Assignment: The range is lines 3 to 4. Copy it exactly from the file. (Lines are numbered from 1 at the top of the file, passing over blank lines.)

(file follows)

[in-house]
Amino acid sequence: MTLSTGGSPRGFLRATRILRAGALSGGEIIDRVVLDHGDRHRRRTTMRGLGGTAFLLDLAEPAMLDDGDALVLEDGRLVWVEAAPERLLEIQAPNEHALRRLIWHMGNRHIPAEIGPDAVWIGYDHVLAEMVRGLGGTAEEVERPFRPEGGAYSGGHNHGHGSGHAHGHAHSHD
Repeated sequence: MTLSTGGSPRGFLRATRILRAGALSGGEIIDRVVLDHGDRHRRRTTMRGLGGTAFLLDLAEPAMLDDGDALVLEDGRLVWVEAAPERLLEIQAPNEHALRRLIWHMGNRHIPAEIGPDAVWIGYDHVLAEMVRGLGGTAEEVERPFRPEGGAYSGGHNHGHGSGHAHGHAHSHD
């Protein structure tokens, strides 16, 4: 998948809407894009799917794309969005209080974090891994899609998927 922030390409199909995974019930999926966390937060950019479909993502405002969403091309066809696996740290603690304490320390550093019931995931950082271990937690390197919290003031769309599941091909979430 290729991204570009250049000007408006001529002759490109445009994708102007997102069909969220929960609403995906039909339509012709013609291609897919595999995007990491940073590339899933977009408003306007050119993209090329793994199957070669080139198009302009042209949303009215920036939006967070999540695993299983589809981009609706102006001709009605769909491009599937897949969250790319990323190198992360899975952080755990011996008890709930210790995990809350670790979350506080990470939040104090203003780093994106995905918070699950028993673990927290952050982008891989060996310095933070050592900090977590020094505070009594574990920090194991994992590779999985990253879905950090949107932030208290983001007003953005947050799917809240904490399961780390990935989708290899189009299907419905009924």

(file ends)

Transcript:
Repeated sequence: MTLSTGGSPRGFLRATRILRAGALSGGEIIDRVVLDHGDRHRRRTTMRGLGGTAFLLDLAEPAMLDDGDALVLEDGRLVWVEAAPERLLEIQAPNEHALRRLIWHMGNRHIPAEIGPDAVWIGYDHVLAEMVRGLGGTAEEVERPFRPEGGAYSGGHNHGHGSGHAHGHAHSHD
């Protein structure tokens, strides 16, 4: 998948809407894009799917794309969005209080974090891994899609998927 922030390409199909995974019930999926966390937060950019479909993502405002969403091309066809696996740290603690304490320390550093019931995931950082271990937690390197919290003031769309599941091909979430 290729991204570009250049000007408006001529002759490109445009994708102007997102069909969220929960609403995906039909339509012709013609291609897919595999995007990491940073590339899933977009408003306007050119993209090329793994199957070669080139198009302009042209949303009215920036939006967070999540695993299983589809981009609706102006001709009605769909491009599937897949969250790319990323190198992360899975952080755990011996008890709930210790995990809350670790979350506080990470939040104090203003780093994106995905918070699950028993673990927290952050982008891989060996310095933070050592900090977590020094505070009594574990920090194991994992590779999985990253879905950090949107932030208290983001007003953005947050799917809240904490399961780390990935989708290899189009299907419905009924």